Social networking increases our ability to connect with friends and former acquaintances. It also gives us power. Power is a valuable tool, and can construct or destruct. If you are confused with how it gives us power, let me elaborate. It is our “platform” so to speak, our pedestal to prop ourselves up, in some cases above others. When we prop ourselves up, we can create a sense of security in our social standing and acceptance among those we covet. What we neglect to notice is how we can affect others in this process. While we are busy constructing our view of our life for others to peek into, we are destructing the confidence of others around us. The power we feel from putting our life on a pedestal, with all the perfect pictures, comments we add to our friends pictures, and carefully crafted image of our life; we fail to notice those around us who struggle with feeling adequate.
I read an article about the restructuring of the news source Indian Country Today, and it struck a nerve. The last question the interviewer asked was what is an important issue that needed attention. The response: “The teen suicide rate on Indian reservations is higher than anywhere else in the world.” Not the country, not a specific state, the entire world.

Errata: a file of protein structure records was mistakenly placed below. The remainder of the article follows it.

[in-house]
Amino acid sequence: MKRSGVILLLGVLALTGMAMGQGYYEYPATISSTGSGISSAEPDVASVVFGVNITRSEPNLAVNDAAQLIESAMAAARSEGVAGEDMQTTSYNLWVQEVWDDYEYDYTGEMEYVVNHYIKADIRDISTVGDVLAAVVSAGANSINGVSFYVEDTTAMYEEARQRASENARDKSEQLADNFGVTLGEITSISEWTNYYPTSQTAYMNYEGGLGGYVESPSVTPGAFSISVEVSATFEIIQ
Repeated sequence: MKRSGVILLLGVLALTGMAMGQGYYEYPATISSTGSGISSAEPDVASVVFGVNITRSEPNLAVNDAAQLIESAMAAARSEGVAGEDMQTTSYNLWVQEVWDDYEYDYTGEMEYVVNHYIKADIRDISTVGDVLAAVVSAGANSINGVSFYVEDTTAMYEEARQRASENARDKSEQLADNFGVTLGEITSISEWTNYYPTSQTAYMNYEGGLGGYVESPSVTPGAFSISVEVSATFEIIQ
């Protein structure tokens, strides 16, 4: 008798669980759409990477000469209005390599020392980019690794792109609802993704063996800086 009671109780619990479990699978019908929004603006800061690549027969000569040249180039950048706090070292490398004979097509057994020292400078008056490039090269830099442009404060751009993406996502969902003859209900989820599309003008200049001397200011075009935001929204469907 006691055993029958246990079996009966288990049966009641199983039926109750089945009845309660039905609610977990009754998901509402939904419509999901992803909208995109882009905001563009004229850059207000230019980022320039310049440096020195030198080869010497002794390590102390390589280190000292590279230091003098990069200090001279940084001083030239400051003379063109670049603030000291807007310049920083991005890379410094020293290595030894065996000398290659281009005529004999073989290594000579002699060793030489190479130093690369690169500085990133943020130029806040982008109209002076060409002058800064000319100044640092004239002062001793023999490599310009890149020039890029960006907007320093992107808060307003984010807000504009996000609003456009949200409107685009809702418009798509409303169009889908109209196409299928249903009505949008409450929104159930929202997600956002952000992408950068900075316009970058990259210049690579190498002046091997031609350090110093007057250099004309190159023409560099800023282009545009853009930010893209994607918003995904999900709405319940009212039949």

What does this have to do with social media? I can’t draw the lines exactly, I haven’t been on a reservation since 1999. Well before social media was even a thing, but it was on it’s way. What I can attest to is how the sense of feeling adequate in the face of the world is critical in constructing your life. On the flip side, when you feel inadequate, whether on your own or in comparison to others, destructing your life becomes a possibility.
We watch the girl we barely know go on vacation, from our cell phone on facebook while riding a bus to school, or from our couch with a box of tissues. We compare our life to hers, why we can’t go on vacation, or our vacation wasn’t as… epic. What we don’t see, and many others have written about this, is what her vacation was really like. All we see is what the person wants us to see. That is not the reality, it’s only a version, a constructed version.
I wish it was easier, sharing the beauty of our lives, our joys and happy times. Without hurting others in the process. It can be. What we really need is the actual human connection. I know that stepping out of the facebook realm I have missed a lot of what others I once knew share about their lives. I look at it as if they were going to share their vacation with me, I would know about it outside of the mass sharing index we use to catalog our life. I do know that when I look at my daughter’s and they are riding their bikes, or learning multiplication, or building forts… I see them. I don’t see a photo opportunity to show everyone else. I enjoy the moments, and savor the time we spend growing and learning together.
I have friends and family without kids. Some by choice, others by the waves of the universe. I know that their feelings of inadequacy may be hidden when they comment about how sweet, or when they scroll past and leave no comment because inside they are hurting. This is why I don’t do it. There are friends and acquaintances who will miss out on what I don’t share, and I love to see the honesty in what some people do share.